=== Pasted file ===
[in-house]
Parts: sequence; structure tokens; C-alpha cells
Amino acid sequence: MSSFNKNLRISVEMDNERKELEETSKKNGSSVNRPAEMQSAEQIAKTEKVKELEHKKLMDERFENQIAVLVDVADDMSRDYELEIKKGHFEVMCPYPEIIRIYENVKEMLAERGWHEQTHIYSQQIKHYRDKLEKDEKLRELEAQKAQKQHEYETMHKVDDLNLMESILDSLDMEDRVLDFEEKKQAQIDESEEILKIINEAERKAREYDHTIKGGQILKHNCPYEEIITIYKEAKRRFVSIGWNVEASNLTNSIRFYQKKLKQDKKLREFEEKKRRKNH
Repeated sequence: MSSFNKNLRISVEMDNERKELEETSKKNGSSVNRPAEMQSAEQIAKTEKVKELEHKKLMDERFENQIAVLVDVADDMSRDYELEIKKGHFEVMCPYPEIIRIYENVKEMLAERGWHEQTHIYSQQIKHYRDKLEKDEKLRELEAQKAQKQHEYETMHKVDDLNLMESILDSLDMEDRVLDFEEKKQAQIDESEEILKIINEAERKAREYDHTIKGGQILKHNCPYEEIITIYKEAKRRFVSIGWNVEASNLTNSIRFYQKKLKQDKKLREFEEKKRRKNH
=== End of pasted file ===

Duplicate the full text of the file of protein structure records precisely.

[in-house]
Parts: sequence; structure tokens; C-alpha cells
Amino acid sequence: MSSFNKNLRISVEMDNERKELEETSKKNGSSVNRPAEMQSAEQIAKTEKVKELEHKKLMDERFENQIAVLVDVADDMSRDYELEIKKGHFEVMCPYPEIIRIYENVKEMLAERGWHEQTHIYSQQIKHYRDKLEKDEKLRELEAQKAQKQHEYETMHKVDDLNLMESILDSLDMEDRVLDFEEKKQAQIDESEEILKIINEAERKAREYDHTIKGGQILKHNCPYEEIITIYKEAKRRFVSIGWNVEASNLTNSIRFYQKKLKQDKKLREFEEKKRRKNH
Repeated sequence: MSSFNKNLRISVEMDNERKELEETSKKNGSSVNRPAEMQSAEQIAKTEKVKELEHKKLMDERFENQIAVLVDVADDMSRDYELEIKKGHFEVMCPYPEIIRIYENVKEMLAERGWHEQTHIYSQQIKHYRDKLEKDEKLRELEAQKAQKQHEYETMHKVDDLNLMESILDSLDMEDRVLDFEEKKQAQIDESEEILKIINEAERKAREYDHTIKGGQILKHNCPYEEIITIYKEAKRRFVSIGWNVEASNLTNSIRFYQKKLKQDKKLREFEEKKRRKNH